## James T. Wheeler

Associate Professor

Employed at USU 1989

BS (1972) Kalamazoo College

MS (1980) University of Maryland

PhD (1986) University of Chicago

Research Interests:

- Gravitational field theory
- Quantum field theory
- Extended gravity

Telephone #: (435) 797-3349

E-mail address: jwheeler@cc.usu.edu

Expanding on General Relativity
**Expanding on
General Relativity**
**Scale invariance, and the consequent
conformal symmetry of nature, are such natural extensions of the Poincaré
symmetry of general relativity that dozens of attempts have been made over
the last century to build a coherent conformal theory of gravity. These
extensions have held out various hopes ranging from the unification of
gravity with electromagnetism (Weyl) to finding deep connections with quantum
theory (London), to tools for imposing cosmic censorship (Penrose), to
introducing a time-dependent gravitational constant (Dirac). Still later,
it was hoped that the extra fields introduced by enlarging the symmetry
of general relativity would lead to unification with other fundamental
interactions besides electromagnetism.**

**Unfortunately, these efforts have uniformly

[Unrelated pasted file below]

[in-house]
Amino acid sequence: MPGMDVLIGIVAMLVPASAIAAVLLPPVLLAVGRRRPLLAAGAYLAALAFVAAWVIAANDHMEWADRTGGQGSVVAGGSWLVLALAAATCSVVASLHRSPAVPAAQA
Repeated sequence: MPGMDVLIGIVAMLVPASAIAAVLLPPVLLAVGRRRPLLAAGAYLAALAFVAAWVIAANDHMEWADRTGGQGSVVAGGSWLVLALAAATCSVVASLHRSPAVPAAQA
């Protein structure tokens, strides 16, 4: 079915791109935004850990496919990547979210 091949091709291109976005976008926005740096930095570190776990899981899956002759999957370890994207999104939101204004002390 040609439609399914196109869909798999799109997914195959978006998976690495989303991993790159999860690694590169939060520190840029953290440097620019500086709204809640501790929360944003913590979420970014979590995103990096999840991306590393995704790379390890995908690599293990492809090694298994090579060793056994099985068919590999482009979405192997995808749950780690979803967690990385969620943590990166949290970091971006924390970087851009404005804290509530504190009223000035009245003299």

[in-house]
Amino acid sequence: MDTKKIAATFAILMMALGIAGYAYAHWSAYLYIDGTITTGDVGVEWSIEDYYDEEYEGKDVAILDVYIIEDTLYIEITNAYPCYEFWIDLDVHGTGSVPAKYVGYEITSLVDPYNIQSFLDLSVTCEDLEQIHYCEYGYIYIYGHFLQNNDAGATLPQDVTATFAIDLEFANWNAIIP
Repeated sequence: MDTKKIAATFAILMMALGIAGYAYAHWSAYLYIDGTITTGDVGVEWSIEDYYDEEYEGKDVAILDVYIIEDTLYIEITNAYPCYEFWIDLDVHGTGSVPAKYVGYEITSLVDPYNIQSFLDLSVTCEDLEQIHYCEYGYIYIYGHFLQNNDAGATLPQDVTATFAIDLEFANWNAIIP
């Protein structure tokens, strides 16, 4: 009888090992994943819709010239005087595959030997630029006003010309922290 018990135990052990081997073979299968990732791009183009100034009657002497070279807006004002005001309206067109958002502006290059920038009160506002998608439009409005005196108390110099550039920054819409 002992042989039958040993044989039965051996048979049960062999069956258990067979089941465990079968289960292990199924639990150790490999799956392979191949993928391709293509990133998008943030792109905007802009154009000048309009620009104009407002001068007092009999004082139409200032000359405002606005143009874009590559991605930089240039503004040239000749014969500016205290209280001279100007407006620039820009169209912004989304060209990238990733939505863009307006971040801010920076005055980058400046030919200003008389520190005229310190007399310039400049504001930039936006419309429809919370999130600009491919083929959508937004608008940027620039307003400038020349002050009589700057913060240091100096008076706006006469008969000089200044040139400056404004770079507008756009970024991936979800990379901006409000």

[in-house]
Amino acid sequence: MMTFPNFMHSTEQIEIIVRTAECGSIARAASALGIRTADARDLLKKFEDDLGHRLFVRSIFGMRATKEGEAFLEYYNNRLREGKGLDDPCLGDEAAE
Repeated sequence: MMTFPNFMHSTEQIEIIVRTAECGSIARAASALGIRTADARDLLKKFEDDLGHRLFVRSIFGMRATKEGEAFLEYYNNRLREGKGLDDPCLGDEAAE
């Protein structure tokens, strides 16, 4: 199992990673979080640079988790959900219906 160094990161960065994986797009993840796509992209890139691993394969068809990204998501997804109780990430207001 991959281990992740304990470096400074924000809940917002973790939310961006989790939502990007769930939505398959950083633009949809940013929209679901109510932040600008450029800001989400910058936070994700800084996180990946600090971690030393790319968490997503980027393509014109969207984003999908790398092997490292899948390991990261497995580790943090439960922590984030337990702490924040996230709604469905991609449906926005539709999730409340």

been plagued by difficulties. First, the standard gravity theory built
on the conformal group does not reduce to general relativity. A theory
equivalent to GR is achieved only by introducing extra, compensating fields.
Second, it has been shown that the most of the new fields arising from
the enlarged symmetry cannot lead to new physics. Third, the one new field
that can lead to new physical predictions (the "Weyl vector") predicts
expanding or contracting forms of matter, and as a result has defied any
interpretation consistent with experience. These failures have even led
some to argue that scale invariance cannot be a physical symmetry.**

**Why does such a clear symmetry of nature
resist physical interpretation? We may be starting to find some answers.
Our work investigates how a new theory of gravity based on the conformal
group solves the three problems listed above, while leading to an interesting
class of geometries. These new spaces have a direct interpretation as curved
generalizations of phase space. Like quantum mechanics, this model suggests
that the true arena for physics is more like phase space than spacetime.
Moreover, in the phase space interpretation, the extra dimensions of the
theory also require a constant with the units of action. If this constant
is Planck's, then these spaces might even shed light on quantum gravity.**